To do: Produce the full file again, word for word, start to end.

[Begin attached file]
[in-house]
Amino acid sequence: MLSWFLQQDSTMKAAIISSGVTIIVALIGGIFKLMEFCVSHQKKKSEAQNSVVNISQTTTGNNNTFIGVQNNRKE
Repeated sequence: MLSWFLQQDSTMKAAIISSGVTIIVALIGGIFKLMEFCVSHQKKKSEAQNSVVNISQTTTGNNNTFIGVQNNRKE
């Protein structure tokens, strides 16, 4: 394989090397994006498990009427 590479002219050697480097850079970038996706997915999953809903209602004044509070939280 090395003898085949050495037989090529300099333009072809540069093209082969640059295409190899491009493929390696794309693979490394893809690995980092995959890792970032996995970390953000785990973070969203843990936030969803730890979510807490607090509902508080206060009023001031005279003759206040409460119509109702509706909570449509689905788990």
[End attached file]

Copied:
[in-house]
Amino acid sequence: MLSWFLQQDSTMKAAIISSGVTIIVALIGGIFKLMEFCVSHQKKKSEAQNSVVNISQTTTGNNNTFIGVQNNRKE
Repeated sequence: MLSWFLQQDSTMKAAIISSGVTIIVALIGGIFKLMEFCVSHQKKKSEAQNSVVNISQTTTGNNNTFIGVQNNRKE
């Protein structure tokens, strides 16, 4: 394989090397994006498990009427 590479002219050697480097850079970038996706997915999953809903209602004044509070939280 090395003898085949050495037989090529300099333009072809540069093209082969640059295409190899491009493929390696794309693979490394893809690995980092995959890792970032996995970390953000785990973070969203843990936030969803730890979510807490607090509902508080206060009023001031005279003759206040409460119509109702509706909570449509689905788990």